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Claude Lévi-Strauss obituary

November 4, 2009

by Maurice Bloch
from The Guardian

clsThe fame of Claude Lévi-Strauss, who has died aged 100, extended well beyond his own subject of anthropology. He was without doubt the anthropologist best known to non-specialists. This is mainly because he is usually considered to be the founder of the intellectual movement known as structuralism, which was to have such influence, especially in the 1970s. He was one of those French intellectuals – like Jean-Paul Sartre, Simone de Beauvoir, Michel Foucault, Roland Barthes, Jacques Derrida and Paul Ricoeur – whose influence spread to many other disciplines because they were philosophers in a much broader sense of the word than the academic philosophers of the British and American tradition.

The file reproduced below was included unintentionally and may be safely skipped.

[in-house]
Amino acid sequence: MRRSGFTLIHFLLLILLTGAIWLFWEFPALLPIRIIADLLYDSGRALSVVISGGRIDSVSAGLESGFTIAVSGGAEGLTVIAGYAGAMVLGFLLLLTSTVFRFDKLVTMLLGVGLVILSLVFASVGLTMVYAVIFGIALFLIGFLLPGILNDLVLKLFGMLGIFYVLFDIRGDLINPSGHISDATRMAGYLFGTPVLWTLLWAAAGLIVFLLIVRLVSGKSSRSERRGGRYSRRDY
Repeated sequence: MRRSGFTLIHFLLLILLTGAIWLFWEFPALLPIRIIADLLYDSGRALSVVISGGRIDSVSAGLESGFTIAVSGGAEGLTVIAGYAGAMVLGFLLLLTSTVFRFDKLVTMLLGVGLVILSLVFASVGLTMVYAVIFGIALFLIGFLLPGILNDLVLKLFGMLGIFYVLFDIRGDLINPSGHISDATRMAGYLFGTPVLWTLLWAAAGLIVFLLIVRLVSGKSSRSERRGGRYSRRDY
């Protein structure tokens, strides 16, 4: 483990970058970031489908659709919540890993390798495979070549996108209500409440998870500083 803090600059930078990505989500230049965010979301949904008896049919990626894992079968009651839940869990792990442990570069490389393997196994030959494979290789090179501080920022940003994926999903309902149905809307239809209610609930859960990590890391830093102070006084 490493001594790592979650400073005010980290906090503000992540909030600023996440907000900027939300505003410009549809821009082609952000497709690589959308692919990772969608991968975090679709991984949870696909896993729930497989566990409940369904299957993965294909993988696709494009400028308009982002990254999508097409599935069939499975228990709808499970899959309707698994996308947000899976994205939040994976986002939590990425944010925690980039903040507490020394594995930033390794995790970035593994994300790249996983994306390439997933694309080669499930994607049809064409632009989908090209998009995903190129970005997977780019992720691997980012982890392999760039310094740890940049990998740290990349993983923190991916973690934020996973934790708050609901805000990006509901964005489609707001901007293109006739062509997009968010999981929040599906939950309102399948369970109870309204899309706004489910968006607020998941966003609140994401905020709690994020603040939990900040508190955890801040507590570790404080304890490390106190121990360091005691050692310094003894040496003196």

As a result, these French writers have seemed more stimulating to some Anglo-Saxon thinkers, working in intellectually more imaginative, but perhaps less rigorous, areas such as literature, history or sociology than the home-grown product. Yet it is something of an irony that Lévi-Strauss should have been thought of in this way, as he considered himself, above all, a technical anthropologist, and he was a little surprised, if not also a little suspicious, of the enthusiasm for structuralism manifested by students of literature and others. On the other hand, it cannot be denied that he relished the literary fame that his work acquired, especially for his 1955 book Tristes Tropiques. more

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